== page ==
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The crummiest semester ever?  A survival guide for spring 2021

I have a feeling that this is going to be the crummiest semester of my teaching career.  We’re tired here at my small undergraduate Catholic college outside of Boston.  I’ve toggled back and forth between classes on Zoom and in person.  As a result of all that, we’re now several weeks into the semester, and I saw some of my students’ faces for the first time yesterday.  Well, the top half anyway.  I’m sick of masks.

The parts of the faces that I could see look tired.  In fact, my students look about as exhausted as they usually do right before Thanksgiving.  They tell me they are drained from the isolation, the uncertainty, and threat of going remote again.  I am exhausted too.  And we’re just halfway through a 15-week semester with no spring break (like many colleges, we canceled it to keep positivity rates down).

All mental health numbers seem to go in the wrong direction.  The college keeps sending out resources about support groups and numbers to call.  I just got an email from my dean urging us to cut students’ workload this semester, to monitor their mental health, and to care for ourselves as well.

At this point, my preference would be to cancel the rest of the semester so that we can all sleep until May but since that probably is not an option, I’m going to follow my dean’s advice.  It’s triage time.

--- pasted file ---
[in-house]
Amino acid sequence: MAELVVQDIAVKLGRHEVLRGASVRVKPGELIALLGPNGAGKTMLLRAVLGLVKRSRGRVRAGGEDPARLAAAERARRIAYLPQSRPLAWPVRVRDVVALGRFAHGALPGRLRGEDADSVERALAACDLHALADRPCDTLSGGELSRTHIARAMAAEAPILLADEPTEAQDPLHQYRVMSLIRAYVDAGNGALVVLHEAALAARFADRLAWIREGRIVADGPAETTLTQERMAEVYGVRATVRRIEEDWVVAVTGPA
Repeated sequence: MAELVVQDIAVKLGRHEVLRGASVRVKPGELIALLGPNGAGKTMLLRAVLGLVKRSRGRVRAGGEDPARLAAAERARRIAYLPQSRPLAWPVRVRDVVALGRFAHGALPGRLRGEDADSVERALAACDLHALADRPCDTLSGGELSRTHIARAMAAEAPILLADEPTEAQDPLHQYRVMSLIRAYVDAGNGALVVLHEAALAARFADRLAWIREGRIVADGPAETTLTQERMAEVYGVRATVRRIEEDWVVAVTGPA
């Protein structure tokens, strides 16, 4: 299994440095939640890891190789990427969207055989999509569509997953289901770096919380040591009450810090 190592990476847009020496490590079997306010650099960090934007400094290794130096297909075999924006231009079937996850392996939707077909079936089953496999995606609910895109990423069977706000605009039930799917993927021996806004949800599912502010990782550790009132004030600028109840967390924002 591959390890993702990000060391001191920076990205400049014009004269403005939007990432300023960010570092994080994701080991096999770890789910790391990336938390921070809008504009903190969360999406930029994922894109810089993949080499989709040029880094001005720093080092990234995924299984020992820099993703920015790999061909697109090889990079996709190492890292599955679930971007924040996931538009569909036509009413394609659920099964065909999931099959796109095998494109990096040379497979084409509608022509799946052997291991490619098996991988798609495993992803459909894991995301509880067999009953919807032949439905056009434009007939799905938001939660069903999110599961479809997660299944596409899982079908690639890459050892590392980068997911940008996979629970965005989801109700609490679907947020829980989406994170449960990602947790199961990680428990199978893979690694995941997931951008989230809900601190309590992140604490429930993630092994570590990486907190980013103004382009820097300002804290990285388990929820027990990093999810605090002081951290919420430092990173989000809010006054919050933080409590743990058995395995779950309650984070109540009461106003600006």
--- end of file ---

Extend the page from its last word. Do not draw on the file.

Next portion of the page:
Here’s my plan and survival guide:

1. Give the students more time to write their papers

When the students in my gen ed classes have a paper due, they won’t have any reading assignments.  Instead, they’ll submit three topic ideas on Monday, a shitty first draft on Wednesday, and the actual paper on Friday.  We’ll use our class time on Monday and Wednesday as informal paper workshops.  I won’t read the drafts at all; I’ll simply check that they submitted them.  I’ll invite them to talk to me or visit the Writing Center if they want feedback.

2. Don’t teach any new materials

In an optimistic moment in December, I included several new readings on the syllabus for my brand-new Catholic intellectual tradition course.  They are good readings and they would improve the course.  But I don’t know how to teach them.  Honestly, I can’t even remember what they were about.  So I’m going to skip them altogether and instead use materials I know well.  I’ll accept that my Catholic intellectual tradition course will be light on Catholic readings this semester, and I’ll rely heavily on theology major Joe in the class to bring an informed Catholic perspective to our discussions.

3. Cancel classes

In case you haven’t noticed, teaching and learning on Zoom is much harder and less effective than having class in person.  Because of that, I’m going to avoid having class on Zoom whenever I can:

  • If we get another snowstorm (did I mention I live in the Northeast?), I’ll just cancel class. I suspect we’ll get more learning done that way because it will give us a chance to rest and it will generate good will. Both will increase the chances of us having a good class when we’re back in the classroom the next day, so I’m trading two mediocre meetings for one good one.  It’ll be worth it.